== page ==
Education in Delaware: Elementary School Options
School choice in Delaware allows families to select a school other than their feeder school. These might include another traditional school within or outside their district or a magnet or charter school. (Note that because of enrollment limits, not all schools are open to choice.) All public schools, including charter schools, are free.
The School Choice period begins Nov. 1 for all Delaware public school districts. Choice applications are due to the district of the school of choice by the second Wednesday in January for grades 1 to 12 and up to the first day of school for kindergarten. The guidelines for assignment to choice schools vary by district. Check with both your home school district and the choice school district for information.
Application procedures and deadlines for magnet and charter schools differ by school and district. In most cases, the school district does not provide transportation from the student’s home to a choice school.
Traditional public schools
Feeder schools, also known as attendance zone schools, are those to which a child is assigned based on his or her residential address. They offer a traditional curriculum, but specific offerings may vary by school. Parents also can choose to send their child to another school within their district or even outside their district, if the school is open to choice. Families might choose a non-feeder school because of reputation, teachers or location (for example, if it were near a parent’s workplace).
Magnet schools have a curricular focus beyond the traditionally offered courses. They might, for example, offer dual-language instruction or an emphasis on the arts.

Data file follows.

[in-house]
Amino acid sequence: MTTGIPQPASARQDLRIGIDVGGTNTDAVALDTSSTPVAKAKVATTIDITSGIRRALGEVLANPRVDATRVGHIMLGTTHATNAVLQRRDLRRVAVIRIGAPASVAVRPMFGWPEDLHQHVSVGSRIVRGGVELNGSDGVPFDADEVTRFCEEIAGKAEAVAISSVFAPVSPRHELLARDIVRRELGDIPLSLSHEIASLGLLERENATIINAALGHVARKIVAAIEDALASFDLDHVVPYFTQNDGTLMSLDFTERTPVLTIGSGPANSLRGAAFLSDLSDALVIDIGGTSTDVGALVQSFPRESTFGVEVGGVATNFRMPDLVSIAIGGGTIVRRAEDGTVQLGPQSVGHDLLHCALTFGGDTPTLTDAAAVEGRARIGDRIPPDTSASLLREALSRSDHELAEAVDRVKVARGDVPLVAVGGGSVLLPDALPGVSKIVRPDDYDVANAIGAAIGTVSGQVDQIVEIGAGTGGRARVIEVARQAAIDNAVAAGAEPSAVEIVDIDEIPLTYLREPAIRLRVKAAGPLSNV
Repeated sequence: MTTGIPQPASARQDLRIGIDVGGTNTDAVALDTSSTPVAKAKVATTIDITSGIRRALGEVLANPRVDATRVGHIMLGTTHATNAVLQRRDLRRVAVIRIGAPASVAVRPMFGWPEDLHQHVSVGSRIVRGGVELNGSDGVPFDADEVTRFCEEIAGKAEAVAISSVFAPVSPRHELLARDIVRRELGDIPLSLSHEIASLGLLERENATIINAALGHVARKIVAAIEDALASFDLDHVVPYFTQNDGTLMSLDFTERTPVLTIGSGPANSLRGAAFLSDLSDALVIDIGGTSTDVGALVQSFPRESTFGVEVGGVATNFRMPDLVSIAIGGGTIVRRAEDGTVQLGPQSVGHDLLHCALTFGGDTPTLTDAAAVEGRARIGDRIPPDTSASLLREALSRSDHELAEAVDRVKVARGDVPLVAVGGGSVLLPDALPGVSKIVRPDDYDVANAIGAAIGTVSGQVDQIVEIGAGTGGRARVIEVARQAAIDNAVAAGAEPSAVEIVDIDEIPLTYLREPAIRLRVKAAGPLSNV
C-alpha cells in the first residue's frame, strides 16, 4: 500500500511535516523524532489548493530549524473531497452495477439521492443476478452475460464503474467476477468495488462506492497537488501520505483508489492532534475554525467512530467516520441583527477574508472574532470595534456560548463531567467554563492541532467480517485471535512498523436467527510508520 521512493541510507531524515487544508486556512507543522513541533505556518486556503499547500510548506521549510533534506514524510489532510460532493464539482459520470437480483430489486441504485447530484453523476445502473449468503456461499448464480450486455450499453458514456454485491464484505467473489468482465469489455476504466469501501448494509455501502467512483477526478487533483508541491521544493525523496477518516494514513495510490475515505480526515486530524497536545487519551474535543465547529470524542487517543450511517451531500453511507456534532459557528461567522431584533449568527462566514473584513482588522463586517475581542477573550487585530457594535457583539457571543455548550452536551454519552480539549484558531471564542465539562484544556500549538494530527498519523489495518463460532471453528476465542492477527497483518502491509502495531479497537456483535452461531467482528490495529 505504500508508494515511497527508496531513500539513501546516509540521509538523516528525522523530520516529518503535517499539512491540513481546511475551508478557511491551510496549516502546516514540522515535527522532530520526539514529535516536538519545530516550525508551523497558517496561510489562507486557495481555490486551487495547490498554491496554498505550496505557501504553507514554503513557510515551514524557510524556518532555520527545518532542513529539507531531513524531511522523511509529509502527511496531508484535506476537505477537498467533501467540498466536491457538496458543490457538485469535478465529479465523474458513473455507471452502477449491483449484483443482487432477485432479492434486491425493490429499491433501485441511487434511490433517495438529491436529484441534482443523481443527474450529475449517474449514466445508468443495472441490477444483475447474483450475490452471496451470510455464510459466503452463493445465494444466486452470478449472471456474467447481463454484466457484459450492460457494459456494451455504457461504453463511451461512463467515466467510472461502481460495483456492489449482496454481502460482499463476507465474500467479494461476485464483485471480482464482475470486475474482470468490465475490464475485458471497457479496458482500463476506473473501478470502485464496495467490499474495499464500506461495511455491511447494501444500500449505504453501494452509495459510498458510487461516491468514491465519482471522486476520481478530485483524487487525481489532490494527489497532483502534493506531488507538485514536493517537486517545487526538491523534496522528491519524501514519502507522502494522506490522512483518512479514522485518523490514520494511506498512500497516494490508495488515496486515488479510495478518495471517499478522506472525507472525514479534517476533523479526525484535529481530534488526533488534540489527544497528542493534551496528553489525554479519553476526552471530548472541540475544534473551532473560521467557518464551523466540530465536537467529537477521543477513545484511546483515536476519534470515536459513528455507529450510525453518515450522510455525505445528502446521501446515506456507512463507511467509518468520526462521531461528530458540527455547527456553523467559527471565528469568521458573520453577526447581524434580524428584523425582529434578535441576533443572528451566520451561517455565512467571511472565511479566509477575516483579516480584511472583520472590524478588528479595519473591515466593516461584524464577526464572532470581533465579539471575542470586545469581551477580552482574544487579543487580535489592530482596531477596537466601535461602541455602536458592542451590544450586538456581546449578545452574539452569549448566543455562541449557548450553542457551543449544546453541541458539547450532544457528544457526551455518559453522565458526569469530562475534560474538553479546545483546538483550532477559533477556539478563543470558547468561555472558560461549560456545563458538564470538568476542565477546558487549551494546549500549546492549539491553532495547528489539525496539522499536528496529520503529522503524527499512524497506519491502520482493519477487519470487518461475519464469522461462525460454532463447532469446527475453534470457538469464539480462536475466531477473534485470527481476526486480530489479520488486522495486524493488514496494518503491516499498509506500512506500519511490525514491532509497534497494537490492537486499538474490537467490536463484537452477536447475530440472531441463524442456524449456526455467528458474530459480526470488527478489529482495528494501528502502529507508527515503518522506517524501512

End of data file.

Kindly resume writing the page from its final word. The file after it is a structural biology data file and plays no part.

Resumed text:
Charter schools are independent public schools chartered either by the district or by the state Department of Education. Some charter schools are similar to magnet schools in that they have a particular curricular focus. Others might emphasize parental involvement or target a specific population. Because the principal is the ultimate authority at a charter school (as opposed to the district superintendent), these schools have more flexibility with curriculum and teaching methods than traditional public schools.
Private schools operate independently of the public school system. As such, the school has more flexibility with its curriculum and can choose which students it admits. The price tag for these tuition-charging schools can vary widely. Financial aid is often available. Application procedures and deadlines vary.
Religious schools are a subcategory of private schools. They include both parochial schools affiliated with a church as well as independent, religiously oriented schools. At these schools, there is often an emphasis on religion and students typically take religion classes in addition to the 3Rs. Depending on the school, class sizes may be smaller than in public schools. Transportation is sometimes offered at a cost.
Private, independent schools often have smaller class sizes than public schools and some parochial schools. Mission, emphasis and educational approach vary with the school, as do facilities. Transportation is often the parents’ responsibility.
Some families choose home schooling, either in a single-family setting or in a multi-family cooperative. While home-schoolers can create their own curriculum, the Delaware Department of Education provides the state’s content standards and recommended curriculum on its Web site. In addition to cooperating with other home-schooling families, those who choose to home school can take advantage of programs for home-schoolers offered by museums and community organizations.